ForeWord Reviews

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Empty Hands, Open Arms

The Race to Save Bonobos in the Congo and Make Conservation Go Viral

Foreword Review — Winter 2014

Journalism, memoir, and adventure meld together to add clarity and ethos to the story of a Congolese community’s efforts to conserving the bonobo ape.

Insightful, important, and at times heartbreaking, this gripping story of one organization’s efforts to save an endangered species can serve as a model for any group that’s attempting to make a difference in our quickly changing environment. Although Empty Hands, Open Arms is specific to bonobo conservation and a community in the Congo, its lessons can have far-reaching impact that’s likely to inspire readers, no matter where they are.

The adventure to save the bonobos began when Deni Béchard first learned that these matriarchal great apes were threatened with extinction. As a reporter who’s covered stories in Rwanda, Afghanistan, and Iraq, Béchard’s penchant for exploration aligned with his desire to help the bonobos, and he soon found himself, passport in hand, at the Congolese border.

As he traveled to the Congo, Béchard found more than a lone, struggling conservation group—he discovered a deeply successful initiative that employed a community-based strategy. To save the bonobos, this group helped create jobs, build schools, and reduce poverty, slowly eliminating the factors leading to the apes’ decline.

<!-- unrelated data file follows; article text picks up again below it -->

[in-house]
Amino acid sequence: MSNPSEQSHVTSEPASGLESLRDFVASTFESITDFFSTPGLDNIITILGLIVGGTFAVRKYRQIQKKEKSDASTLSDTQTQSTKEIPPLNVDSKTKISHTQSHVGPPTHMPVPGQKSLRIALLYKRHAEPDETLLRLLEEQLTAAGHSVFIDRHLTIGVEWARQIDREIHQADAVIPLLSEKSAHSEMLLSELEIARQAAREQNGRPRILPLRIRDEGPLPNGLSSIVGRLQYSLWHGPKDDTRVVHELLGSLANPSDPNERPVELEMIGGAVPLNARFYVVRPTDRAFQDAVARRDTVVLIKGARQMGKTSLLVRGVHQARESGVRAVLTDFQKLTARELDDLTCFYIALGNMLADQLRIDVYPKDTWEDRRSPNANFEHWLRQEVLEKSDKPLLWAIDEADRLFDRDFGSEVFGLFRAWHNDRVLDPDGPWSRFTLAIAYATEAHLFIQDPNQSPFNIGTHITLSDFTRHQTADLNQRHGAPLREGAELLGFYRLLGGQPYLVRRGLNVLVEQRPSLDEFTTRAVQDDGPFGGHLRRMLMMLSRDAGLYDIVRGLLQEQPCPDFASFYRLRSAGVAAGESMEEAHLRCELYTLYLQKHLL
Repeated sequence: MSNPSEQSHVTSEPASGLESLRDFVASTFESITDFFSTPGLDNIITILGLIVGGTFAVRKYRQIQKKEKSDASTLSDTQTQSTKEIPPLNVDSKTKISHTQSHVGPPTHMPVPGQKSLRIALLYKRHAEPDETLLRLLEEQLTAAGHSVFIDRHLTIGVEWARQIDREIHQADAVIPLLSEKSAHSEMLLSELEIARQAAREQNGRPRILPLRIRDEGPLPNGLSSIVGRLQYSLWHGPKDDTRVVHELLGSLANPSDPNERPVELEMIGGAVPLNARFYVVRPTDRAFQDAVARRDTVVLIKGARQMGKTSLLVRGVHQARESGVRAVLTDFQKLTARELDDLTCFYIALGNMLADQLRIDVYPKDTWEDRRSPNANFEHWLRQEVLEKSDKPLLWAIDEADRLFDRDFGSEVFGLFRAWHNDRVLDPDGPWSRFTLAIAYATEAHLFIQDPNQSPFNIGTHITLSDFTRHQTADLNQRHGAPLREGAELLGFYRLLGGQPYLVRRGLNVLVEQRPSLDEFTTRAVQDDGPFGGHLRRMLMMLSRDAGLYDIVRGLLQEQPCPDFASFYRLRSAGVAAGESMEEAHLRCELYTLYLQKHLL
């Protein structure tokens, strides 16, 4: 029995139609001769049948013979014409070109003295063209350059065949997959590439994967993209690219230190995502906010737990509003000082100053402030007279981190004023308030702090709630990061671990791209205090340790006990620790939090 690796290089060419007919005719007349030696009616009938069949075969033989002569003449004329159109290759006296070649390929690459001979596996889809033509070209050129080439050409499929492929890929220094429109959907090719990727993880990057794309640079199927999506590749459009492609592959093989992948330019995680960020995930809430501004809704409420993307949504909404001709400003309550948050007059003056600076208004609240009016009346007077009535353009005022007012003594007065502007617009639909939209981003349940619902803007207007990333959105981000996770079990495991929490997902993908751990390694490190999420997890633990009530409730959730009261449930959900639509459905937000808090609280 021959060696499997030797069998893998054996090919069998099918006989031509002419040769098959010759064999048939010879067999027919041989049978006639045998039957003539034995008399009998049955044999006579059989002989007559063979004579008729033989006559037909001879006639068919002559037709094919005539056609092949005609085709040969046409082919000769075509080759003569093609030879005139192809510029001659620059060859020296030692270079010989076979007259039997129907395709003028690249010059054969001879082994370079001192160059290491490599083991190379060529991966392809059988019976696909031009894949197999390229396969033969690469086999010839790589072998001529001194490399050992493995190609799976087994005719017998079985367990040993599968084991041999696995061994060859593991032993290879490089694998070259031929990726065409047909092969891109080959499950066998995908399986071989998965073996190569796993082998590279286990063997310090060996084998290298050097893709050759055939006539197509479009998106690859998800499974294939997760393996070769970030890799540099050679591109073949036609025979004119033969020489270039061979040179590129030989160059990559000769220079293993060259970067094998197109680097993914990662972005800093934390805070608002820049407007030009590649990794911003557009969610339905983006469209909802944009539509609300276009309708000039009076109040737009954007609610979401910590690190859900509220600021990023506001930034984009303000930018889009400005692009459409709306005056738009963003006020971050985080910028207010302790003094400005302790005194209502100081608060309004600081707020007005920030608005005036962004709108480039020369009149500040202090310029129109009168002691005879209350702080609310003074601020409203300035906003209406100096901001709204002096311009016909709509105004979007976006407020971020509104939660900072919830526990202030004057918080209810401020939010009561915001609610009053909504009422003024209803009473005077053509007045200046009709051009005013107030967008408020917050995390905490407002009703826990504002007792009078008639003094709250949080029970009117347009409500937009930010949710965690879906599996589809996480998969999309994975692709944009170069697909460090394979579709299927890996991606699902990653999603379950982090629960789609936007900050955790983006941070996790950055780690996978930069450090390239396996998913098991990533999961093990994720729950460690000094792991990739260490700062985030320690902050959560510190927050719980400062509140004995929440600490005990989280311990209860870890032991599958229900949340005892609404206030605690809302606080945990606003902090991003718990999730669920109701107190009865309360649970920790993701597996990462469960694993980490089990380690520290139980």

With sharp, compelling writing that displays Béchard’s wit and insight, the book is part investigative journalism, part adventure tale, and part memoir. These three major strands combine beautifully, creating a clear picture of the conservation group’s efforts but also giving readers a feeling of being on the ground in the Congolese sun, fighting hard against environmental degradation.

Although he details the efforts of a specific group, the Bonobo Conservation Initiative, Béchard also includes small moments from his travels, describing individuals from Congolese villages, as well as well-meaning researchers, to provide a better glimpse of the people affected by conservation, in addition to the animals.

Béchard is particularly adept at discovering the fissures within conservation efforts that thwart the work of even the most dedicated environmentalists. Conflicts between researchers and NGOs layer on top of governmental bureaucracy, limited resources, and widespread indifference. But even when delving into these issues, Béchard offers hope that even momentous obstacles like these can be overcome.

Elizabeth Millard